Technology advancements = New cybersecurity threats.
That’s a given.
The latest advancements just happen to include capabilities that can exponentially speed attacks and the damage they can wreak.
The race to keep ahead – or even keep up – is a perennial budget buster, especially in companies that haven’t yet elevated cybersecurity to the organizational, enterprise, operational, and board level.
But, keep up you must.
And keeping up or getting ahead of cyberattackers now means adopting agile enterprise cybersecurity solutions that include:
· Deception technology
· Artificial intelligence/machine learning
· Asset management
· Intelligence gathering
The Silver Lining
Before you plead “no budget!” stop and process: One of the problems that AI, machine learning, and other agile cybersecurity features solve is the lack of skilled IT professionals.
Because moving faster than attackers means moving faster than humans. It means removing human interaction from the cyber-response as much as possible.
So, what does that look like?
Cat and mouse
For one thing, it looks like a thoroughly entertaining game of cat-and-mouse—and you’re the cat, for a change! While an intruder follows the trails of cheese deployed by your deception technology, leading to dead ends and traps, your agile system can watch the attacker’s every maneuver.
At the same time, because you’ve employed AI/machine learning, your system can erect road blocks and cut off traffic to high priority assets, giving you and your team precious time to analyze an attack in-progress and respond accordingly.
Understand the attacker for the realities of current-day cyber warfare.
“We already know that the thing that scares attackers is a honeypot, and deception technology is like a honeypot on steroids,” says Sensato CEO and cybersecurity expert John Gomez. “Everything an intruder does is logged for analysis, so you can erect even better defenses.”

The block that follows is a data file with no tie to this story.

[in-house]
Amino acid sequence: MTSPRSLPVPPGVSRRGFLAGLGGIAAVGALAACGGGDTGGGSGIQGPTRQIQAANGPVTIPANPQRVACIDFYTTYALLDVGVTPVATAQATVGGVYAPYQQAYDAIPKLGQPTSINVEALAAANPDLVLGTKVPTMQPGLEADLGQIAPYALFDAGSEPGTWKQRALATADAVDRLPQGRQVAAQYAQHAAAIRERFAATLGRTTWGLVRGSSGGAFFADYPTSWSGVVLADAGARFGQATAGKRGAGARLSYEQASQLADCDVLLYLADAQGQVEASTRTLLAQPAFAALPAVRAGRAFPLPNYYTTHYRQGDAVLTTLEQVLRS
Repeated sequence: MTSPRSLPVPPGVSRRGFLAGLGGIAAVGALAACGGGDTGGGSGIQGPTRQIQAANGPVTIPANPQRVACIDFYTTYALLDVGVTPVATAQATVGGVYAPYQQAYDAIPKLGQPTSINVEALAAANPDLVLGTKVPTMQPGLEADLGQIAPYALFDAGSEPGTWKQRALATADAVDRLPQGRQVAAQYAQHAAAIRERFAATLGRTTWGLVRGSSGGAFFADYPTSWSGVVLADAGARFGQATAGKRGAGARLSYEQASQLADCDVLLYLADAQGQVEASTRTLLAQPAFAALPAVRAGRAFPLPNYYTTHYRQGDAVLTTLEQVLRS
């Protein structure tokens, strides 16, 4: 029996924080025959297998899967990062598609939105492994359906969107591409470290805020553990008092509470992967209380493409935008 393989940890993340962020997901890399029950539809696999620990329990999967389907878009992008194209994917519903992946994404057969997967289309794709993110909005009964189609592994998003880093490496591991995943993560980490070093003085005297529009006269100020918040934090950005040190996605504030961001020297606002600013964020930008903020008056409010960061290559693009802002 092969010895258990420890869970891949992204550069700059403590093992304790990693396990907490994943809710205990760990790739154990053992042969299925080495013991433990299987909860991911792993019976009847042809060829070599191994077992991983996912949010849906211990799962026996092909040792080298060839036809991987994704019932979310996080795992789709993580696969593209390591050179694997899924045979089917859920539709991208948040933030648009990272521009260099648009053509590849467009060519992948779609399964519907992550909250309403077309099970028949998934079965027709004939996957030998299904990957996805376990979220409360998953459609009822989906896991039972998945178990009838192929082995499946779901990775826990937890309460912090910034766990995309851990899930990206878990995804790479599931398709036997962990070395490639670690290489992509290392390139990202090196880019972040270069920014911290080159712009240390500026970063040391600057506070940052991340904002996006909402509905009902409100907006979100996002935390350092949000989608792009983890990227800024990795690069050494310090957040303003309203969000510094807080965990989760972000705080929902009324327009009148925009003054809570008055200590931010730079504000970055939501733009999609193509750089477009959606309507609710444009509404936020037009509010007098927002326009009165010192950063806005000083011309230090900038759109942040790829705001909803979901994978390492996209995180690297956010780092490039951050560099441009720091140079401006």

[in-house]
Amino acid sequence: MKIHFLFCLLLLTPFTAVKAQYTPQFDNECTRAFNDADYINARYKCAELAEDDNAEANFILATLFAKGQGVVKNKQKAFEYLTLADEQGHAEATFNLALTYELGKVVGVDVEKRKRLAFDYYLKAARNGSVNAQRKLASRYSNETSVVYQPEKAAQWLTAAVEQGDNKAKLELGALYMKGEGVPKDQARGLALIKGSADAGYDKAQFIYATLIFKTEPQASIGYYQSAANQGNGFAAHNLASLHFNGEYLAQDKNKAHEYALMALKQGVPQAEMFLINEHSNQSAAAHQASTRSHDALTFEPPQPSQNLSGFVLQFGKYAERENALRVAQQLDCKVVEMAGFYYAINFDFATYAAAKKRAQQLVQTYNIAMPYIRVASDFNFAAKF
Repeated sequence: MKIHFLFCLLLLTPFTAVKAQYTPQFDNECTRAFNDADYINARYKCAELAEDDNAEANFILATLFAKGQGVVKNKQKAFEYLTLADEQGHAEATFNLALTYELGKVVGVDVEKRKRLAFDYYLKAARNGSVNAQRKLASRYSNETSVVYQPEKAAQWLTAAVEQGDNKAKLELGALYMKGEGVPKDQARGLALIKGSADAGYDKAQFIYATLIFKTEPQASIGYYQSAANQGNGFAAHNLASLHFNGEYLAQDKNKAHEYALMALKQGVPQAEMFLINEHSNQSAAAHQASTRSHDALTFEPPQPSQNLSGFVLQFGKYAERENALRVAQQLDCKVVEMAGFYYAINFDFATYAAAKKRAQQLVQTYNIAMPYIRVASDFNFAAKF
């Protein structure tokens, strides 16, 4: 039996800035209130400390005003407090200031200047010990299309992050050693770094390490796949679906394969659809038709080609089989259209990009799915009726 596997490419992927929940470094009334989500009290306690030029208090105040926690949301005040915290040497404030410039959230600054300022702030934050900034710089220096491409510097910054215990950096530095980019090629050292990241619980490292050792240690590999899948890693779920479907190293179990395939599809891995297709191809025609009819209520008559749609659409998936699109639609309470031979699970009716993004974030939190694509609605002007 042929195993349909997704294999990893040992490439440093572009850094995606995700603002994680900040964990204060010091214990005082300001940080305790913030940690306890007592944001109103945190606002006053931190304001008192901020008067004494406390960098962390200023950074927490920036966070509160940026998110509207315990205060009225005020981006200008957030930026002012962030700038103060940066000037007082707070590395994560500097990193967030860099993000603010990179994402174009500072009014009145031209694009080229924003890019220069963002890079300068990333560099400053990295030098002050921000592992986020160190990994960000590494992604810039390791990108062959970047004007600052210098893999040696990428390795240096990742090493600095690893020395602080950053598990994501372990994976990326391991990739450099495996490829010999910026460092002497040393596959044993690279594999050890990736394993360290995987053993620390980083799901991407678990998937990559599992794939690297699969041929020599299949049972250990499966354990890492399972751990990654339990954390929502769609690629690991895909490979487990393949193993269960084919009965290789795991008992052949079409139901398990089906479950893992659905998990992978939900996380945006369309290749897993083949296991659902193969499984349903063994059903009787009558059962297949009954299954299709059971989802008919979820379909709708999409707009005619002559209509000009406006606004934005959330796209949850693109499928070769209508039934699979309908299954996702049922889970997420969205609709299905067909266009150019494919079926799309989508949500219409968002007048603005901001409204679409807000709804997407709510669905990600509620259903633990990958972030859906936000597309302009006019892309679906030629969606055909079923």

The ultimate map
It also looks like a window into your entire network, showing you every server, router, and device, complete with traffic analysis so you know which systems are mission critical. The first thing an attacker will do after breaching your network is scan it and catalogue all your assets; so that’s the first thing you should do, too.
And you should audit your network on a regular basis, because every Bluetooth-enabled and wireless device that connects to your network—via employees, customers, and even vendors—is a potential attack vector through which your system can be breached.
You can’t read every intelligence brief, no matter how dedicated and determined you are. But an agile unified threat management platform (UTM) can follow every feed, integrating that intelligence with your system, and analyzing threat levels.
Your intelligence stream can alert you to new and emerging threats like cryptojacking, swarmbots, and weaponized fuzzing—and your AI-enabled UTM can then be on the lookout for traffic patterns, network speed, random code, and other anomalies that these types of attacks can create.
Don’t worry. You don’t have to hire more people for this one. You do need to make sure every last person in your company is trained in recognizing typical social attack methods. By industry estimates, 91 percent of cyberattacks begin with spear-phishing email. Employees trained in how to recognize suspicious emails, interactions, and technology glitches are your first and best line of defense.
Harden your defenses
Most company networks are a collection of the best legacy applications, systems, and hardware the company was able to purchase at a particular time. No matter how well integrated these disparate pieces, they offer attackers a more porous attack surface than a UTM.
By deploying at UTM with deception technology, AI/machine learning capabilities, asset management, continuous threat intelligence, and analytics, you can harden your defense network.
Remember, attackers have their own cost/benefit analysis. If you can make it difficult enough, you can watch as they retreat and go off in search of easier targets.